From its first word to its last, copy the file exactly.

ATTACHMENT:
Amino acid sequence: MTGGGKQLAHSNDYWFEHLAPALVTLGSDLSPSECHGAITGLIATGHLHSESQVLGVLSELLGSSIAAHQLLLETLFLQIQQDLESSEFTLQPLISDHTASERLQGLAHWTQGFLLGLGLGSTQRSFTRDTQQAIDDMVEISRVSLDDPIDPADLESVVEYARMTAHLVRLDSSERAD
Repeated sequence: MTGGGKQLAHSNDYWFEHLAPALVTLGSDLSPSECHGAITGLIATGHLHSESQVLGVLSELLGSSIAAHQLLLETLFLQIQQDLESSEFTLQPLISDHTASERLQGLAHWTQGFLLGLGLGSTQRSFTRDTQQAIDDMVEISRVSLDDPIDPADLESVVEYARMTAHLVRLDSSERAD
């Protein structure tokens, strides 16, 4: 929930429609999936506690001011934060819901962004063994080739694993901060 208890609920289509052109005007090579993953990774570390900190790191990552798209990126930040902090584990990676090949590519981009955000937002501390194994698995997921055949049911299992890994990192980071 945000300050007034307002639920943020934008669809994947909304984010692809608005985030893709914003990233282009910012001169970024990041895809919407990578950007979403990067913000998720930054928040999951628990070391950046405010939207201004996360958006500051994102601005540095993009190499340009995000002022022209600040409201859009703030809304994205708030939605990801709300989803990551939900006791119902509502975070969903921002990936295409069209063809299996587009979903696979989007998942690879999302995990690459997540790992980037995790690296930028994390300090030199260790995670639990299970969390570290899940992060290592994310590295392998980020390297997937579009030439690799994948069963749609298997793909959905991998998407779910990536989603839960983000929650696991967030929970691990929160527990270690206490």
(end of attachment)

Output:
Amino acid sequence: MTGGGKQLAHSNDYWFEHLAPALVTLGSDLSPSECHGAITGLIATGHLHSESQVLGVLSELLGSSIAAHQLLLETLFLQIQQDLESSEFTLQPLISDHTASERLQGLAHWTQGFLLGLGLGSTQRSFTRDTQQAIDDMVEISRVSLDDPIDPADLESVVEYARMTAHLVRLDSSERAD
Repeated sequence: MTGGGKQLAHSNDYWFEHLAPALVTLGSDLSPSECHGAITGLIATGHLHSESQVLGVLSELLGSSIAAHQLLLETLFLQIQQDLESSEFTLQPLISDHTASERLQGLAHWTQGFLLGLGLGSTQRSFTRDTQQAIDDMVEISRVSLDDPIDPADLESVVEYARMTAHLVRLDSSERAD
């Protein structure tokens, strides 16, 4: 929930429609999936506690001011934060819901962004063994080739694993901060 208890609920289509052109005007090579993953990774570390900190790191990552798209990126930040902090584990990676090949590519981009955000937002501390194994698995997921055949049911299992890994990192980071 945000300050007034307002639920943020934008669809994947909304984010692809608005985030893709914003990233282009910012001169970024990041895809919407990578950007979403990067913000998720930054928040999951628990070391950046405010939207201004996360958006500051994102601005540095993009190499340009995000002022022209600040409201859009703030809304994205708030939605990801709300989803990551939900006791119902509502975070969903921002990936295409069209063809299996587009979903696979989007998942690879999302995990690459997540790992980037995790690296930028994390300090030199260790995670639990299970969390570290899940992060290592994310590295392998980020390297997937579009030439690799994948069963749609298997793909959905991998998407779910990536989603839960983000929650696991967030929970691990929160527990270690206490």